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Ukulele girl strumming her way to Helsinki

Shelley O'Brien on instrumentation: 'It adds a specific colour. A lot of the songs could not have been written if I didn’t play the ukulele.'

It's been 40 years since Tiny Tim's televised marriage ceremony on Johnny Carson's The Tonight Show . But the tiny instrument he strummed for his falsetto version of Tiptoe Through the Tulips is making noise again. The ukulele is enjoying a resurgence in popularity, thanks to the likes of Shelley O'Brien, a Toronto-based, B.C.-raised ukulele player. She recently released an enchanting album of quirky pop music, You, Me and the Birds , and is currently in Europe carrying her custom-made "uke" toward the Second Helsinki International Ukulele Festival (Aug. 21-23), where she'll be the lone Canadian representative.

O'Brien plays as she goes: Monday it was a public market in Reykjavik, Iceland - "I sold CDs in the sunshine" - and tomorrow it's the Netherlands. When asked about that nation's famous flowers, she does some tiptoeing herself, good-naturedly but pointedly informing her interviewer that tulips are indigenous to the former Persian empire, not the Netherlands, and that the clichés associated with ukulele music are erroneous, too. "Some people treat you as a novelty act," says O'Brien on the phone. "But really, if they listen to the album, they'll realize it's a legitimate Canadian folk music. I just happen to use a sweet little Hawaiian instrument."

O'Brien's album is textured with an orchestra of various instruments and found sounds. There's a touch of melancholy to her voice - a tone that's offset by the uke's twinkling toyish timbre. O'Brien, schooled in piano, maintains that the small, charismatic instrument was integral. "It adds a specific colour," she says. "A lot of the songs could not have been written if I didn't play the ukulele."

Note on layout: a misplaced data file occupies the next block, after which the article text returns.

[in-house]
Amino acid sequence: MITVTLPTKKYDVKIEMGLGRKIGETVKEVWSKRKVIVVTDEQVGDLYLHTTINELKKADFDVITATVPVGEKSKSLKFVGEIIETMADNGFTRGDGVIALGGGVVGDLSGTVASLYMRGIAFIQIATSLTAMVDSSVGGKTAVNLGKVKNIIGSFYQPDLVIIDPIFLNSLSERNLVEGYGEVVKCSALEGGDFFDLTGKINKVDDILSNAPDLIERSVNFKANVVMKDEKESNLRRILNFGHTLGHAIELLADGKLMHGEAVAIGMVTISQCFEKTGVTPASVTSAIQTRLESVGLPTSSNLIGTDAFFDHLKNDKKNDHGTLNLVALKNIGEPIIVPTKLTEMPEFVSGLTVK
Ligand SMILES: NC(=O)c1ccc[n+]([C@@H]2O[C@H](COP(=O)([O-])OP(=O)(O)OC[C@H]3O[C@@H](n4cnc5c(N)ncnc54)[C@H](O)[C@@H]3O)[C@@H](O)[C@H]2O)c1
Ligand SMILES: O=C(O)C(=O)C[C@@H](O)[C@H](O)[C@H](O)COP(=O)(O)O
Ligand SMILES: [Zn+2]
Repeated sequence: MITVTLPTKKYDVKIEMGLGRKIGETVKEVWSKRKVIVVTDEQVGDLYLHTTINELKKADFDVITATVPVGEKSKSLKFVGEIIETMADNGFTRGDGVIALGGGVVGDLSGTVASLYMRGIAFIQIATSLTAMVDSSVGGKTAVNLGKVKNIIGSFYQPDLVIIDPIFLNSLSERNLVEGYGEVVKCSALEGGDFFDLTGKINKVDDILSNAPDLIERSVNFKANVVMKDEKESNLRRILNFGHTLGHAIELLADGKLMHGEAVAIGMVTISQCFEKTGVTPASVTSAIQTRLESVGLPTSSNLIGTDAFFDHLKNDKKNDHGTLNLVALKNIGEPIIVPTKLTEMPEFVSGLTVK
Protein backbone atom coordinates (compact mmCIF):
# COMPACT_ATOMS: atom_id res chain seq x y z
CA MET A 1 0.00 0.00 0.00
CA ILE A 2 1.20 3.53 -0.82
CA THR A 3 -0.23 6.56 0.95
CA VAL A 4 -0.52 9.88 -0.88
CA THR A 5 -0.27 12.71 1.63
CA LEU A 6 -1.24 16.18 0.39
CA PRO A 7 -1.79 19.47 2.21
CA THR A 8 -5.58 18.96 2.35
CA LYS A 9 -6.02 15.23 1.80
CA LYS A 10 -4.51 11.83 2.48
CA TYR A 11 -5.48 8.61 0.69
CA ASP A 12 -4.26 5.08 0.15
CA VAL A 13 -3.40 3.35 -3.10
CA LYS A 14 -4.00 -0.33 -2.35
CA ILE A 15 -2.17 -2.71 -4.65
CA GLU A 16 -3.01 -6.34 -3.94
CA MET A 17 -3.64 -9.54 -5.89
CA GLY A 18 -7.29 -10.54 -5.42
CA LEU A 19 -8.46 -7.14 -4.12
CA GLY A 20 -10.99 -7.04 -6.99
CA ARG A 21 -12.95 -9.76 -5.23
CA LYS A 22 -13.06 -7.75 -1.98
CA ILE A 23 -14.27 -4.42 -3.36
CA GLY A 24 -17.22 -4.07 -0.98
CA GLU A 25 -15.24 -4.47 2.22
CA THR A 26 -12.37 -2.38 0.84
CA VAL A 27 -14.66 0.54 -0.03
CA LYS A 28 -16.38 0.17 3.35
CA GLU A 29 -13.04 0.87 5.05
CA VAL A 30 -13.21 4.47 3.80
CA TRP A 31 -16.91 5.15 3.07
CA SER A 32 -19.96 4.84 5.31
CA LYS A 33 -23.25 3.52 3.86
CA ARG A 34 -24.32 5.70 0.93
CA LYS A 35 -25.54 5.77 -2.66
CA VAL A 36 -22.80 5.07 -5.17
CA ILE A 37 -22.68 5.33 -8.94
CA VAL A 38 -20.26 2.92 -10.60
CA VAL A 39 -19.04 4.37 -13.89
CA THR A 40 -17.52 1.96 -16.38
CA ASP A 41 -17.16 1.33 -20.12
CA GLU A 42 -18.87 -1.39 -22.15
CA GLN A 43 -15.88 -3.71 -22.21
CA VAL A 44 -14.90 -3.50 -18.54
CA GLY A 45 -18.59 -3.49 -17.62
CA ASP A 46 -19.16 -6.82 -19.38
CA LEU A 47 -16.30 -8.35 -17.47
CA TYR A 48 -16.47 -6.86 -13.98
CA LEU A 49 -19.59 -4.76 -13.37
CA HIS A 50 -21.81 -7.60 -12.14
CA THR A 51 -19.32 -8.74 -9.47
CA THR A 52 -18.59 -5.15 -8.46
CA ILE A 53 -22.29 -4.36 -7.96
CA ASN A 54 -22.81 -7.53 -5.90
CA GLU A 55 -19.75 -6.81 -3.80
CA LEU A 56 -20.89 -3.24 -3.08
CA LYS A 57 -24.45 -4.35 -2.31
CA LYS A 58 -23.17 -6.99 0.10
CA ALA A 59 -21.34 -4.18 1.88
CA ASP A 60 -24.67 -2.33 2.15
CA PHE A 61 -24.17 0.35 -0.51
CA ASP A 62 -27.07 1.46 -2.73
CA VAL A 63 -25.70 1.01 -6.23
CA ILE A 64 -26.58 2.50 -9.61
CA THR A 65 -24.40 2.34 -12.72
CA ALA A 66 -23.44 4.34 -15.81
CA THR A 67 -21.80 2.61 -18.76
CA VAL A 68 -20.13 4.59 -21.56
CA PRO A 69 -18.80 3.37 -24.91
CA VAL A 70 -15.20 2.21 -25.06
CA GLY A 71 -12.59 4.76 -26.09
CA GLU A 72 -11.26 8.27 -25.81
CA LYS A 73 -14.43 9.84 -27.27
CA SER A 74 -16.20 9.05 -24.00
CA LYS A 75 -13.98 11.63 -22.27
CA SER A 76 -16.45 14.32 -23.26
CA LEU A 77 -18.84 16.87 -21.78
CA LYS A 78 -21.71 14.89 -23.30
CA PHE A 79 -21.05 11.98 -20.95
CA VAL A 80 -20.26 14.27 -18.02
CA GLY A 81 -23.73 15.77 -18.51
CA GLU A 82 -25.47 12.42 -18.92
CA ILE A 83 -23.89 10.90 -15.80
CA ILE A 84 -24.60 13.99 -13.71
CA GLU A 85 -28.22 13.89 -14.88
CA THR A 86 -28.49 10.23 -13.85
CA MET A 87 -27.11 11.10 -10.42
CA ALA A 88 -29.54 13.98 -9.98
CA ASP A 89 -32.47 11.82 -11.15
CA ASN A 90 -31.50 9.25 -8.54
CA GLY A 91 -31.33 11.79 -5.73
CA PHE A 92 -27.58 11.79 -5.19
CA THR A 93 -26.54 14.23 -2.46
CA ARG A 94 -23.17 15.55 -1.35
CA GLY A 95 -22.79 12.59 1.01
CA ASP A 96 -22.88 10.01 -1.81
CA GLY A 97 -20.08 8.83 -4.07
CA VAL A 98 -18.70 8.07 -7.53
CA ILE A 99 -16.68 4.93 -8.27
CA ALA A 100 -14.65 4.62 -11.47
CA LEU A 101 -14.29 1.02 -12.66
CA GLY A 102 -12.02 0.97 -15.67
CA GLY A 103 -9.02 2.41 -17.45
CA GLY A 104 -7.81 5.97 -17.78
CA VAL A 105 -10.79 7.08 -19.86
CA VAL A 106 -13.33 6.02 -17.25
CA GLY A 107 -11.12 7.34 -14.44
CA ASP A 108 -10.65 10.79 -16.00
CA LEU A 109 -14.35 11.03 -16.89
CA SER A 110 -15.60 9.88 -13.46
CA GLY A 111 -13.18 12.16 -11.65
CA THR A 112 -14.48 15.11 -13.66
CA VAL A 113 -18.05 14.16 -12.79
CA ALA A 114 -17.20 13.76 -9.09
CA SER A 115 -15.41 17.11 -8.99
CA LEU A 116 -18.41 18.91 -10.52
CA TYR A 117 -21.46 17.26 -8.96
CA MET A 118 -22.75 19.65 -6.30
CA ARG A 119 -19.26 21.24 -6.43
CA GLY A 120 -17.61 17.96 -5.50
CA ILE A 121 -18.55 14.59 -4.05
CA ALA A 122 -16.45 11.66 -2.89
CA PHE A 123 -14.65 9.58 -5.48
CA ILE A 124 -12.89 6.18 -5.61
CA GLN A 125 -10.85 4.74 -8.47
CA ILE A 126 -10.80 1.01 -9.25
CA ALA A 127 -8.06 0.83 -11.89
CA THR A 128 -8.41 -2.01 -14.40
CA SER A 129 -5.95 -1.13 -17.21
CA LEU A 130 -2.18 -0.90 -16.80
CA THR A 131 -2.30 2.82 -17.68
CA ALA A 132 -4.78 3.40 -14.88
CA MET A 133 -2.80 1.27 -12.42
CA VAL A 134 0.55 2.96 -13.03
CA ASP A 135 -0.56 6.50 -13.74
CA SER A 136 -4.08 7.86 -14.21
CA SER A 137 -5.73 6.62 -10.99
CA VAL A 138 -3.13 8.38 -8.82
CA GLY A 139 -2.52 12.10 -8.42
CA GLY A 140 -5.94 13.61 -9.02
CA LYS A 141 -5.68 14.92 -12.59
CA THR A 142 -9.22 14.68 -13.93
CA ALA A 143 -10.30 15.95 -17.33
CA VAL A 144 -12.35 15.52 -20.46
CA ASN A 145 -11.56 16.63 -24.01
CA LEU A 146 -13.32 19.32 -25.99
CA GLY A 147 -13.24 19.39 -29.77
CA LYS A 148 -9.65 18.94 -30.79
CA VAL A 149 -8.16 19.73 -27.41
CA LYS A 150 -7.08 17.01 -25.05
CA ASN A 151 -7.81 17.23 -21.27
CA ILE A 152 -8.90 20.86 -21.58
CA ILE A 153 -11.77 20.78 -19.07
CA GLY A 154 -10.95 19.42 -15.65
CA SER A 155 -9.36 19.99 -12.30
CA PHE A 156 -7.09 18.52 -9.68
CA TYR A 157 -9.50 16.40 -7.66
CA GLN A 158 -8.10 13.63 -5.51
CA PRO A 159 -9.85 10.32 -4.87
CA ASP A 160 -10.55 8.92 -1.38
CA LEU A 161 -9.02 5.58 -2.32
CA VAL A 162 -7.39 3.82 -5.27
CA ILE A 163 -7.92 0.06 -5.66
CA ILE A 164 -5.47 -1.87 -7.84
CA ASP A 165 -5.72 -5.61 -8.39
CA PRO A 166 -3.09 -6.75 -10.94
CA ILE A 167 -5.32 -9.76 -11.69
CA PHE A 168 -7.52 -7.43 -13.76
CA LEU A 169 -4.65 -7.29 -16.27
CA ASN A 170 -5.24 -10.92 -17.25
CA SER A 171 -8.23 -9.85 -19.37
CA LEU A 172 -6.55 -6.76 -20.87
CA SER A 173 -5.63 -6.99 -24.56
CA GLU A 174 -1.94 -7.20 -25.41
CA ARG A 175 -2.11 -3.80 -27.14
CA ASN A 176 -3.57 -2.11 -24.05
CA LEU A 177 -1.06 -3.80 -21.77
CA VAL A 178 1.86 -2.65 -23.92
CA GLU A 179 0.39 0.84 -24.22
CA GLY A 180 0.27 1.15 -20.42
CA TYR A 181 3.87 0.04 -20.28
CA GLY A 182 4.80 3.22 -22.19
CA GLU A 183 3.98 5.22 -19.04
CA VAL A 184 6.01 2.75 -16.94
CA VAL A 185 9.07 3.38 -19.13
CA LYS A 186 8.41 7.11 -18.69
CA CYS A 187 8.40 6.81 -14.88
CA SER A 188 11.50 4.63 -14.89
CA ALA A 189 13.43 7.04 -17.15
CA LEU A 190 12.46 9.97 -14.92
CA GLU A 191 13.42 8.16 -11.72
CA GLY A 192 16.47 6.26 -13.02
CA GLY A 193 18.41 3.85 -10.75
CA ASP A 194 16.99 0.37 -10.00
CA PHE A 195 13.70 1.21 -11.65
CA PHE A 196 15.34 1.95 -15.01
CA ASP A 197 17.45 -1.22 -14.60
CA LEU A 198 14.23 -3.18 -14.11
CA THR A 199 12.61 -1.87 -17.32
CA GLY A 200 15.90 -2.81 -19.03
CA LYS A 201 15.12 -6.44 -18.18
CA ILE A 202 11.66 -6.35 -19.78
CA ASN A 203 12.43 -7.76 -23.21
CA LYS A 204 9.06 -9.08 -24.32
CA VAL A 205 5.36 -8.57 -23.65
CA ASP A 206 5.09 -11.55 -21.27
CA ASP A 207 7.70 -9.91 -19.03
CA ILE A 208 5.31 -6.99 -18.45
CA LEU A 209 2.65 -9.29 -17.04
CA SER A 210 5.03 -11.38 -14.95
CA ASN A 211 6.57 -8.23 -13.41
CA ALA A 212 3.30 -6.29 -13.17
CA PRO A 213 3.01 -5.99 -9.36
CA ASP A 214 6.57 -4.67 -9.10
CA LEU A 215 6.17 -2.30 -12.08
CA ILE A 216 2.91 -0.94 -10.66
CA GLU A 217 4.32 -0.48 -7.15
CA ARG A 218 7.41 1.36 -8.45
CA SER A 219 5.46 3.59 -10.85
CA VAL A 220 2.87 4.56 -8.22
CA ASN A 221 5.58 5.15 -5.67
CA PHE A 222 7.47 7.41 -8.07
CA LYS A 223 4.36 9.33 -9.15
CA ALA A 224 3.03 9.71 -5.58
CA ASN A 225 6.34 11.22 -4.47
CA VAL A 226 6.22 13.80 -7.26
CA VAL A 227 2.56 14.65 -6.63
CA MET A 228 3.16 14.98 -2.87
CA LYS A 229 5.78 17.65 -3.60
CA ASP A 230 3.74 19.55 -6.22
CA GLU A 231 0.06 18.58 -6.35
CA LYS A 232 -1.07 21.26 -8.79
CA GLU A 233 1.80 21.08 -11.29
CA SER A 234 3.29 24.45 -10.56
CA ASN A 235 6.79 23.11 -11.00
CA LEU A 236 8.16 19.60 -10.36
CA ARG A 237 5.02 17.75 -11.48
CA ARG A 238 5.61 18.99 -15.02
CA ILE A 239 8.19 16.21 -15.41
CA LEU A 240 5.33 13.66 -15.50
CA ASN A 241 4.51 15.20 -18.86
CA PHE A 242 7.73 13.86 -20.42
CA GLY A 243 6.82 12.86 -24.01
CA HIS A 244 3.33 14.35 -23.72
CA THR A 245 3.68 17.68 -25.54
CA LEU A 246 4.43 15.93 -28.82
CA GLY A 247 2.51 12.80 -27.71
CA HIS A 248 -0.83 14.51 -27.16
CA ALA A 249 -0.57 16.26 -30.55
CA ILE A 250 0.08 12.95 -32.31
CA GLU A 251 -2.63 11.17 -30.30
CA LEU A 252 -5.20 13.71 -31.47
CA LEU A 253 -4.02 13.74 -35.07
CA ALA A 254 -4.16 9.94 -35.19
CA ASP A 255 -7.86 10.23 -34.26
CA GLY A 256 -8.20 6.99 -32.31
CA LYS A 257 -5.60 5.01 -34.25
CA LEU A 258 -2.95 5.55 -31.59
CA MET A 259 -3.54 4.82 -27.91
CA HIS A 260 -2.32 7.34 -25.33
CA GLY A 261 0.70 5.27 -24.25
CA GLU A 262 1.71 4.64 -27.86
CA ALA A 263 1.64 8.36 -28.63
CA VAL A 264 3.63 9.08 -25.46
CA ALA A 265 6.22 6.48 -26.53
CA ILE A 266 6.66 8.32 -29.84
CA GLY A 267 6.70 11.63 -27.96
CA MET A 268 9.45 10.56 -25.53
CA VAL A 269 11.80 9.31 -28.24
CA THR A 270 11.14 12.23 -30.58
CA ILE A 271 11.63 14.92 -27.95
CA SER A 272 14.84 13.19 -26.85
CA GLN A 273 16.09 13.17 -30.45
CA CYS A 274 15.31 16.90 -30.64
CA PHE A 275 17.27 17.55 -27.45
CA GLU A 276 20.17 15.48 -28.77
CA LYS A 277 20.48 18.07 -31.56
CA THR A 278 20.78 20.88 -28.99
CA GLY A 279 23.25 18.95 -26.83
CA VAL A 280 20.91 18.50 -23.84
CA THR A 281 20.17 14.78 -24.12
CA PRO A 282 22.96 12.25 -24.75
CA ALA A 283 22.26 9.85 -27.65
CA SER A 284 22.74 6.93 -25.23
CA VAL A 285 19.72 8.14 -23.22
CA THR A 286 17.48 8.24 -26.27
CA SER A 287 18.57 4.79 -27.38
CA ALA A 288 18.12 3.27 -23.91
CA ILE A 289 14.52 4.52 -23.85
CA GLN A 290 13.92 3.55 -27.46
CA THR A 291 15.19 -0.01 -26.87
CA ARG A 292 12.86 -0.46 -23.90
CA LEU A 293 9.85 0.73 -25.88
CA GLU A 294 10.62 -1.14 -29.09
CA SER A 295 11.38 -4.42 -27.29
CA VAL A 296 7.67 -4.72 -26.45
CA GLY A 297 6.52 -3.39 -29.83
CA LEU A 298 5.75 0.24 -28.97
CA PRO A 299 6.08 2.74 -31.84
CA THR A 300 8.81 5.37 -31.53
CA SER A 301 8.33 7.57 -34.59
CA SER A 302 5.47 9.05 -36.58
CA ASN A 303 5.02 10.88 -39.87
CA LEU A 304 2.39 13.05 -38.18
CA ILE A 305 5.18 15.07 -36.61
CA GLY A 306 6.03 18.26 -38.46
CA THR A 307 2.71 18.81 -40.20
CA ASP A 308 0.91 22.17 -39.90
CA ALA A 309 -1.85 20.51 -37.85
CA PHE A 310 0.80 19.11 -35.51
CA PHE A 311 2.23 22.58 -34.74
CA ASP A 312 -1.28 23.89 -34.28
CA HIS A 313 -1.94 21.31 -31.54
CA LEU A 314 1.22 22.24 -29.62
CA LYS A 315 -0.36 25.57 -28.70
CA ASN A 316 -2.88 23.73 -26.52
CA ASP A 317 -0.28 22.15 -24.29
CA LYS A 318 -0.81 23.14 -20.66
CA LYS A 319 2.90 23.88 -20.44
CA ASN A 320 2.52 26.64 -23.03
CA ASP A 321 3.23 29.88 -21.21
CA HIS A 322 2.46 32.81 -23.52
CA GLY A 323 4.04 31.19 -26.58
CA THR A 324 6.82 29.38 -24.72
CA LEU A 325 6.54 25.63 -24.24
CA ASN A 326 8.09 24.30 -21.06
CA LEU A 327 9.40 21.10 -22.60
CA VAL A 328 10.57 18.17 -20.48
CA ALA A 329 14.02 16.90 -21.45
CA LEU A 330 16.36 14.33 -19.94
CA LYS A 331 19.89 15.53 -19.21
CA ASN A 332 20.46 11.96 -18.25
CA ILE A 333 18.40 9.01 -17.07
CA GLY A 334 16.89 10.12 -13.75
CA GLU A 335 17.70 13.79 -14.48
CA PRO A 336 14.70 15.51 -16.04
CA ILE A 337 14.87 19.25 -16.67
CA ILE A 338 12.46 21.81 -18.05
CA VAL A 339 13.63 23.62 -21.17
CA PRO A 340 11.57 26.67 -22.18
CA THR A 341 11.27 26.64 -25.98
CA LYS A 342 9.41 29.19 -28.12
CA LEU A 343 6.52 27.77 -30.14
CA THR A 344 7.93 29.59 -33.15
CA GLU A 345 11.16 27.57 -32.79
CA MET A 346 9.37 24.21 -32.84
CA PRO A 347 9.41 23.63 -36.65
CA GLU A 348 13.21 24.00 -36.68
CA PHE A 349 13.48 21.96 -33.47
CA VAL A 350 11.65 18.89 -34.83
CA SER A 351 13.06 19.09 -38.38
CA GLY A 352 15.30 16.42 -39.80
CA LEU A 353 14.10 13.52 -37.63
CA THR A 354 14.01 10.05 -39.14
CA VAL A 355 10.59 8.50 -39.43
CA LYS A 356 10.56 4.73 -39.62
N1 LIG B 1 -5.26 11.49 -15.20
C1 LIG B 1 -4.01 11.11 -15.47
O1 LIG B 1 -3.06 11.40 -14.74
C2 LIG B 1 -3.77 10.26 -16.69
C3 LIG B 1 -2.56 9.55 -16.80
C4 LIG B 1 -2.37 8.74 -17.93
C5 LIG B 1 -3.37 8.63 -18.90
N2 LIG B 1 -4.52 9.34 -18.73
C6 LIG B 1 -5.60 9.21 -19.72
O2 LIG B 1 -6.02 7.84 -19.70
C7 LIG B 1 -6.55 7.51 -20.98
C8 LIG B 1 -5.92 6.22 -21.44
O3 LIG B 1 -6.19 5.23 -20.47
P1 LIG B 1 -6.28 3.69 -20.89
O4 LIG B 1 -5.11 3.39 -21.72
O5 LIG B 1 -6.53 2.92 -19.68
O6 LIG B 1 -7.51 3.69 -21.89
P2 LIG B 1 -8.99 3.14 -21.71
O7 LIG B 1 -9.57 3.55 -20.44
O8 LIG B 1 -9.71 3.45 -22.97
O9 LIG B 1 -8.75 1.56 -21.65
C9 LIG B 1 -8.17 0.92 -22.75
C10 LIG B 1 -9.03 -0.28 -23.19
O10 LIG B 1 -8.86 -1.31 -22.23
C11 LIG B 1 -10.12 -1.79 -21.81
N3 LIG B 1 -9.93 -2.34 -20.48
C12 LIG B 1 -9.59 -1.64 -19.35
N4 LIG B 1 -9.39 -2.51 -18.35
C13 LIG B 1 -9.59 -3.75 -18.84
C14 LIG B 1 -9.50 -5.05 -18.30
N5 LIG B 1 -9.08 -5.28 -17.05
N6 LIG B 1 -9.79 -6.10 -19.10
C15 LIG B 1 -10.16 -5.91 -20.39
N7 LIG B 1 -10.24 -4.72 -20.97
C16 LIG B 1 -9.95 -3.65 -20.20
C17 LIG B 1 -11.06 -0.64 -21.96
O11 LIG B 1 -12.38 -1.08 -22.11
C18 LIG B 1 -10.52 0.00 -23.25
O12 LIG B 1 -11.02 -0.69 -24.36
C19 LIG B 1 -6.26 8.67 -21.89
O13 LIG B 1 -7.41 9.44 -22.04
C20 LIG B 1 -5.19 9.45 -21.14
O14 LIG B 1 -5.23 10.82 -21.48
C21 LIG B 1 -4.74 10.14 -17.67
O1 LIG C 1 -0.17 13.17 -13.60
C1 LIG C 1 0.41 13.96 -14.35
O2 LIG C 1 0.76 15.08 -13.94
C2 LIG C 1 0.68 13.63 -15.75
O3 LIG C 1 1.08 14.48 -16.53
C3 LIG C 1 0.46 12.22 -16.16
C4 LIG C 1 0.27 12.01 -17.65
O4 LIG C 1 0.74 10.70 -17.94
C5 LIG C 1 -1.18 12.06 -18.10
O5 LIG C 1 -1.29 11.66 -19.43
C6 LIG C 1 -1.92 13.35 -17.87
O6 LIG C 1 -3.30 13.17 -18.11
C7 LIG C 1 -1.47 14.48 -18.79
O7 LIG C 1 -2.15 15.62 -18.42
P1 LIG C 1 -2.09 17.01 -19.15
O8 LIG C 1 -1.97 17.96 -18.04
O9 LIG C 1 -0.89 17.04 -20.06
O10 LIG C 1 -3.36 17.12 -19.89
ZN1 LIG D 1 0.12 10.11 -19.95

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It's a legitimate Canadian folk music. I just happen to use a sweet little Hawaiian instrument.

In Helsinki, O'Brien, who formerly sang jazz on cruise ships and currently works as an assistant to a Bay Street bank president, will not be a lonely strummer. The city has given over an open-air stage for performances, and a historic theatre will host a ukulele film festival showcasing features such as Rock That Uke , which examines the use of the ukulele by alternative-rock musicians.

Closer to home, you'll find O'Brien and dozens of other players on Wednesdays at Toronto's Dominion Pub, venue for the weekly Corktown Ukulele Jam. The organizers also recently hired a vintage streetcar for a rolling ukulele party. "People were mad when the streetcar wouldn't stop," says O'Brien with a laugh.

If people were mad, though, it was just for a moment. They would have heard the high spirit, smiling as the noise passed them. "It's the tone, it's the smallness of the instrument," says O'Brien. "It's glee - pure glee."

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About the Author

Brad Wheeler is an arts reporter with The Globe and Mail. More

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